Screening for breast cancer: Joining BreastScreen Aotearoa

Screening for breast cancer: Joining BreastScreen Aotearoa

HE Code: 
HE1210
Language: 
Format: 
Pamphlet DLE
Publication date: 
16 December 2005
Revision date: 
March 2017
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Gives information on the BreastScreen Aotearoa programme, including what the programme is, how to join, and benefits and potential risks/harms.

What is breast screening?

Breast screening means having a mammogram to check for early signs of breast cancer. A mammogram is an x-ray that takes a digital picture showing the inside of your breast. 

Benefits, risks and harms of breast screening

You can choose whether or not to join BreastScreen Aotearoa and have regular mammograms to check for breast cancer. To help you decide, here is some information on the benefits and risks.

Breast screening could save my life from breast cancer

Breast screening might mean I am diagnosed and treated for a cancer that might never have become life-threatening

Benefits

Screening saves lives

Breast screening saves lives by finding breast cancer early when it can be treated before it grows or spreads.

In New Zealand, women found to have breast cancer following screening with BreastScreen Aotearoa are less likely to die from breast cancer than women who find breast cancer and are not in the screening programme. When comparing women who regularly take part in breast screening to those women who are not screened, screening has reduced deaths from breast cancer by one third. See https://www.nsu.govt.nz/publications/cohort-and-case-control-analyses-breast-cancer-mortality-breastscreen-aotearoa-1999-2011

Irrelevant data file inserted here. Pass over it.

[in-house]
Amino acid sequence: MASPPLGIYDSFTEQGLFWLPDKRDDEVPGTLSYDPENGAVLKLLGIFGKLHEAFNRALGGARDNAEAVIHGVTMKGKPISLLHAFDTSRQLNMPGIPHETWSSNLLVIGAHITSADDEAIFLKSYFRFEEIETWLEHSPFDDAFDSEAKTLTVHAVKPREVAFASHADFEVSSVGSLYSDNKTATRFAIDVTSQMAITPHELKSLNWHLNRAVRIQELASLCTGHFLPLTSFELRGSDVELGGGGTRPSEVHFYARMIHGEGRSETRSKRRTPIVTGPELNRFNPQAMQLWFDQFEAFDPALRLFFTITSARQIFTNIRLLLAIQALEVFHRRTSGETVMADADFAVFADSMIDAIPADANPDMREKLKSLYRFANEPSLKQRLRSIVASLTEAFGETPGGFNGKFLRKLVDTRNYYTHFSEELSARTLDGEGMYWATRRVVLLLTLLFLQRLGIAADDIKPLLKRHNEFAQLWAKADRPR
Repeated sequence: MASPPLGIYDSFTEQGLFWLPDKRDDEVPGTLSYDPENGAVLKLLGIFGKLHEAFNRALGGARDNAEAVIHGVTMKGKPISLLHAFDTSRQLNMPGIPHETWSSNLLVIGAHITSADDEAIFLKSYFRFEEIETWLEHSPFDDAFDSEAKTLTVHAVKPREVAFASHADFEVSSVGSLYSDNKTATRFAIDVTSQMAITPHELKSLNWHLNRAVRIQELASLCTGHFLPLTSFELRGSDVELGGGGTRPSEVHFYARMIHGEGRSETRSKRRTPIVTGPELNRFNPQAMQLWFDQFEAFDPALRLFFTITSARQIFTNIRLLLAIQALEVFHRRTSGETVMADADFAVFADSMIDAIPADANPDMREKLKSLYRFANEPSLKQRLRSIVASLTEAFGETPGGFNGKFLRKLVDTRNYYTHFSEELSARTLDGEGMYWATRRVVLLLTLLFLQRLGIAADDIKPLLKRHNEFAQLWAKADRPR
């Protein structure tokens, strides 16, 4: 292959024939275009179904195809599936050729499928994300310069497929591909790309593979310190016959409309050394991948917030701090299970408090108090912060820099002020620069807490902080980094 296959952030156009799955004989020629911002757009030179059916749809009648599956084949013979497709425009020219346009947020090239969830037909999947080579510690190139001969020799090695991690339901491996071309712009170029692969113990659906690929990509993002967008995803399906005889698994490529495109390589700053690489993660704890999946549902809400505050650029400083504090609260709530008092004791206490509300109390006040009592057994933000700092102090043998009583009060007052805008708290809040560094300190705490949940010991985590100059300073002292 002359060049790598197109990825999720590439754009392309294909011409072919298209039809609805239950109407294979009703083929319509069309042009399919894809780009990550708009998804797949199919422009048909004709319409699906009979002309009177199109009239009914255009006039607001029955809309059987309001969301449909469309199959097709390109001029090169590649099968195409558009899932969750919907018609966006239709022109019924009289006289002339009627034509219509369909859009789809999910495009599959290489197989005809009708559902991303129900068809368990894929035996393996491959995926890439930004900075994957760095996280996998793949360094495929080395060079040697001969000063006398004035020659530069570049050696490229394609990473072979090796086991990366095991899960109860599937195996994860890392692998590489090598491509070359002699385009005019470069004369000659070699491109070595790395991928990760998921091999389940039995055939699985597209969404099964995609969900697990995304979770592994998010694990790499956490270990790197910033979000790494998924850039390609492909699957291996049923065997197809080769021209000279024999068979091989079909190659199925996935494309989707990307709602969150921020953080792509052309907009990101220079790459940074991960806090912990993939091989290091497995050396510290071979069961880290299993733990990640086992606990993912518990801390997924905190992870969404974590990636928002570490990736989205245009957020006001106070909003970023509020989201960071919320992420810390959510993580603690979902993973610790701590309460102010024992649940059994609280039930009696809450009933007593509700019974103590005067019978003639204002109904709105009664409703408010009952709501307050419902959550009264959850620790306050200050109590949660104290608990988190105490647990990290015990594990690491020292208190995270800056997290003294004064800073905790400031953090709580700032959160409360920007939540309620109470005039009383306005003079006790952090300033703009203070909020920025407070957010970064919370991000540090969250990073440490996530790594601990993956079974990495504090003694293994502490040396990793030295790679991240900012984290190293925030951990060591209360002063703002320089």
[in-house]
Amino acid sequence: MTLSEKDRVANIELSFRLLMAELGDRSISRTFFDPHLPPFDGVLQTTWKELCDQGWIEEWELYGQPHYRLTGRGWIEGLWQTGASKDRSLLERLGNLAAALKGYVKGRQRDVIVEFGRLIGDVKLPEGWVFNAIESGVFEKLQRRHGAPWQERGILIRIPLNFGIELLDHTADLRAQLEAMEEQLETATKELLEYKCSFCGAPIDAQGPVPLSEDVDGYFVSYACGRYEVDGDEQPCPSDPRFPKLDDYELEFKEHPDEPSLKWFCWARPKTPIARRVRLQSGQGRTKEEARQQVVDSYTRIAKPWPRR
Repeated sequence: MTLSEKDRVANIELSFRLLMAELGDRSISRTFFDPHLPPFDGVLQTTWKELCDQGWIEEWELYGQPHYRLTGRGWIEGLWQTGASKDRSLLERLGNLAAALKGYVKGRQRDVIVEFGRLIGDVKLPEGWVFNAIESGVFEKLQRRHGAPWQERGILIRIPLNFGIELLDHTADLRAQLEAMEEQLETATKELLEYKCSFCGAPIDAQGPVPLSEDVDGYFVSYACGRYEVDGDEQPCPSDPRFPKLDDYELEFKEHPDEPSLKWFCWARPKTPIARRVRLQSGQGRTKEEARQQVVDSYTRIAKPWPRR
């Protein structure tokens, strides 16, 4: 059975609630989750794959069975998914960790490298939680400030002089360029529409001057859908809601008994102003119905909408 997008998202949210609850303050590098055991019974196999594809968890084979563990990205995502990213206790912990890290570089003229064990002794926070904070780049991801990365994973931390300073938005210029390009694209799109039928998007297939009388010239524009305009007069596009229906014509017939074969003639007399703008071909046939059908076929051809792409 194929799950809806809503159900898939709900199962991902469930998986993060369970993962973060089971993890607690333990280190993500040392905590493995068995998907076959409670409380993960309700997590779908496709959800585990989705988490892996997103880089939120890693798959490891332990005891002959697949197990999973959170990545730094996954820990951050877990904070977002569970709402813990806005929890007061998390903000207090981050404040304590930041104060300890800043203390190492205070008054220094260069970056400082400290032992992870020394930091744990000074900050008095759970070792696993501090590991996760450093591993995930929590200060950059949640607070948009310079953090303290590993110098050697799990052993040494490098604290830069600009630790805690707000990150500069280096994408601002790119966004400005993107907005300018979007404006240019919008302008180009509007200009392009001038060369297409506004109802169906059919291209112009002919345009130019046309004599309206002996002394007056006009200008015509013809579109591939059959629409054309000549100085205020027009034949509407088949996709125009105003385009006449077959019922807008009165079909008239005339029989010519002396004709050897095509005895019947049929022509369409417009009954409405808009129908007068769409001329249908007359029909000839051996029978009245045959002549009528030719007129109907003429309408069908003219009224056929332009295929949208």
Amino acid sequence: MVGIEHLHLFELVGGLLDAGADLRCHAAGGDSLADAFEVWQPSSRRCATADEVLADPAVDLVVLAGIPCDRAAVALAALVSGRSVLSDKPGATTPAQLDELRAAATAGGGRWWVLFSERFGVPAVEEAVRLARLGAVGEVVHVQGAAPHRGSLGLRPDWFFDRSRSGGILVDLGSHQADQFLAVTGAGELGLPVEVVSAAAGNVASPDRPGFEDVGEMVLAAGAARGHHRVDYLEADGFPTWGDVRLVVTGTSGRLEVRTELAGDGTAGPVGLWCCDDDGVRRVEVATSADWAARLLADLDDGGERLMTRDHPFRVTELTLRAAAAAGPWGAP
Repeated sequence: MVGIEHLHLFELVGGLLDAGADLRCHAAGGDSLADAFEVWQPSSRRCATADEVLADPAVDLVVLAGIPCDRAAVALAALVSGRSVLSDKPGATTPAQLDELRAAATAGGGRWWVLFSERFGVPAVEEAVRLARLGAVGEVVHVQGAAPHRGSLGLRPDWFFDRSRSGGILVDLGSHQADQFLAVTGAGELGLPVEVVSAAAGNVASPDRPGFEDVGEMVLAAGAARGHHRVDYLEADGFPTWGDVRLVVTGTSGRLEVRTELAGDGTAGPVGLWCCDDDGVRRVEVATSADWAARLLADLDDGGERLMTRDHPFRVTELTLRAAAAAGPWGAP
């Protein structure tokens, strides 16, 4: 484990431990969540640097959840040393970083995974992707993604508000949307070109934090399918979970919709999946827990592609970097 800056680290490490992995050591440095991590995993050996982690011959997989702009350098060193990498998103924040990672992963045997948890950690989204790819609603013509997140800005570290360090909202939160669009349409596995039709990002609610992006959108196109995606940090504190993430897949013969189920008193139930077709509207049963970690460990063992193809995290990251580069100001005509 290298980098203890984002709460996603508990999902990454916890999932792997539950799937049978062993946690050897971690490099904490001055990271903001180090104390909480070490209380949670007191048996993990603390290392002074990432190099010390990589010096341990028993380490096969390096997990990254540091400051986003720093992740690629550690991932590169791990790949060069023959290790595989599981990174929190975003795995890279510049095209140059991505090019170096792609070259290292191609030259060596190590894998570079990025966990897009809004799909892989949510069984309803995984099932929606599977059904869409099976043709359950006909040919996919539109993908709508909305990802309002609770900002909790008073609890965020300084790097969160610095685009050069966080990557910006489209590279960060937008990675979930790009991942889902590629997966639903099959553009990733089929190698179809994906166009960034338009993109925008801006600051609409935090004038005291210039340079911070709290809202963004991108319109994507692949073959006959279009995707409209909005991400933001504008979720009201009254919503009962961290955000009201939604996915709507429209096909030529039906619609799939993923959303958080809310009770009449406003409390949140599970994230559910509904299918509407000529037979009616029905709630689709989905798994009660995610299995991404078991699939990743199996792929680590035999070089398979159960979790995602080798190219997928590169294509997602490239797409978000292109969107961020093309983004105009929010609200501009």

A mammogram helps find cancer as early as possible because it can show changes inside a breast before anything can be felt.

You are more likely to survive breast cancer when cancers are found early and are small.

Less treatment

Finding breast cancers early can also mean you need less treatment than if a cancer is found later and is more advanced.

A proven method of finding cancer

In women aged 45 to 69, mammograms can find eight or nine out of ten cancers. It is still important to look for any changes to your breasts between mammograms and talk to your doctor about these immediately.

Regular free checks

It is free to join BreastScreen Aotearoa and have regular mammograms. Every two years you will be sent reminders to make an appointment for your free mammogram.

Risks and harms

Some cancers may not harm you

A screening mammogram can find small breast cancers that would not be found if you were not screened. Some of these cancers might never grow big enough during your lifetime to become life-threatening. This is true for up to one-in-ten of the cancers found by breast screening. This is called overdiagnosis.

It is not possible to tell which of these cancers are going to become harmful and which will not, so treatment will be offered for every cancer. You will be able to discuss your treatment options with your specialist.

Mammograms do not find all cancers

A mammogram may look normal even if there is cancer somewhere in a breast. In women 45 to 69 years, about one or two out of ten cancers are not found by mammograms. Finding cancers in breasts has improved since digital mammogram pictures were introduced which show more detail than the old photograph (film) mammograms.